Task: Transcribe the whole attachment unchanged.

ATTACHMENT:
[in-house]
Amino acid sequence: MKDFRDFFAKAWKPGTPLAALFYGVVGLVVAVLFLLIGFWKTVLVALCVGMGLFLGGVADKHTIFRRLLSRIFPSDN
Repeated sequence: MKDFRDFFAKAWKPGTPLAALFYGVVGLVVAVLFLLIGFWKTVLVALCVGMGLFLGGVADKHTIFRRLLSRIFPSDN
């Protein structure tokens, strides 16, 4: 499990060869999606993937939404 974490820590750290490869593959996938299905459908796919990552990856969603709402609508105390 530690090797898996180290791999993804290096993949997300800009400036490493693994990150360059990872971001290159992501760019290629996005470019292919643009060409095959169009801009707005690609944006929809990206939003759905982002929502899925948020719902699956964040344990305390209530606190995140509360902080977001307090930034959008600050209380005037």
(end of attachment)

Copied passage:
[in-house]
Amino acid sequence: MKDFRDFFAKAWKPGTPLAALFYGVVGLVVAVLFLLIGFWKTVLVALCVGMGLFLGGVADKHTIFRRLLSRIFPSDN
Repeated sequence: MKDFRDFFAKAWKPGTPLAALFYGVVGLVVAVLFLLIGFWKTVLVALCVGMGLFLGGVADKHTIFRRLLSRIFPSDN
């Protein structure tokens, strides 16, 4: 499990060869999606993937939404 974490820590750290490869593959996938299905459908796919990552990856969603709402609508105390 530690090797898996180290791999993804290096993949997300800009400036490493693994990150360059990872971001290159992501760019290629996005470019292919643009060409095959169009801009707005690609944006929809990206939003759905982002929502899925948020719902699956964040344990305390209530606190995140509360902080977001307090930034959008600050209380005037």